Encryption ICs in different designs meet the requirements of a range of applications: Simple authentication chips, such as the Infineon OPTIGA™ Trust B SLE95250, use asymmetric encryption (ECC 131), and are good choice for the authentication of original accessories in consumer electronics for example. OPTIGA™ Trust E SLS 32AIA high-end security controller offers advanced cryptographic algorithms with ECC 256 and SHA 256 for secured authentication of medical equipment, in smart homes, in industry, or in cloud computing authentication for license management for example. The OPTIGA™ Trust P SLJ 52ACA programmable high-end security controllerwith ECC 521 and RSA 2048 features a Java-based operating system, in which dedicated applets can be programmed. The STSAFE (ECC 384, SHA 384, AES 256) products from STMicroelectronics also offer the highest protection, based - among other features - on secured authentication, encrypted communications, secured depositing of keys, and protection when running firmware updates. Standardized Trusted Platform Modules (TPMs) combine highly complex encryption and secured depositing of large numbers of keys and signatures with protection against physical readout of the data stored in them. They are offered by Infineon for example.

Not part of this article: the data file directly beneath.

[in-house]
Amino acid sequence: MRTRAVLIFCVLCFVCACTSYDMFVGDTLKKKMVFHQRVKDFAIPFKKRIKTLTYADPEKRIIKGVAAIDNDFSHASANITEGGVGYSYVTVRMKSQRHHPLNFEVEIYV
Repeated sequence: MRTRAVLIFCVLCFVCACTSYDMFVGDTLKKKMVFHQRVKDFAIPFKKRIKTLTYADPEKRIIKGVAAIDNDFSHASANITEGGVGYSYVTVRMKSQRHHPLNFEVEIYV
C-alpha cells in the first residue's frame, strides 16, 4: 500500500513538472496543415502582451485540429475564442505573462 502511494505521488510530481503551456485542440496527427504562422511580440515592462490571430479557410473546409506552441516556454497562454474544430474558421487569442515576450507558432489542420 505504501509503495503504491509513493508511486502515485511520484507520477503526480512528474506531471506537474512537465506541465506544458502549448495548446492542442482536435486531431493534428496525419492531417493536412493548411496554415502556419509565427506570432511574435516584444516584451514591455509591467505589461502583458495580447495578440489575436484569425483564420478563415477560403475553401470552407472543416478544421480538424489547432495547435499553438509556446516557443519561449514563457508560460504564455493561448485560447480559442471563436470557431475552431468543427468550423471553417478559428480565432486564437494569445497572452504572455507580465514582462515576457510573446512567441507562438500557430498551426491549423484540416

Encrypted smart home

A simple practical example illustrates the use of encryption ICs: In a smart home, simple authentication chips such as the OPTIGA™ Trust B SLE95250 enables only authorized devices - such as shutter controls or surveillance cameras installed by the user - to log in to the central smart home gateway. An STSAFE Secure microcontroller encrypts the communications between the cameras and the central gateway. A TPM in the central gateway assures key storage, firmware updates, and the transfer of all data to the Cloud. As a result, the homeowner can be certain that authenticity, confidentiality and integrity are assured.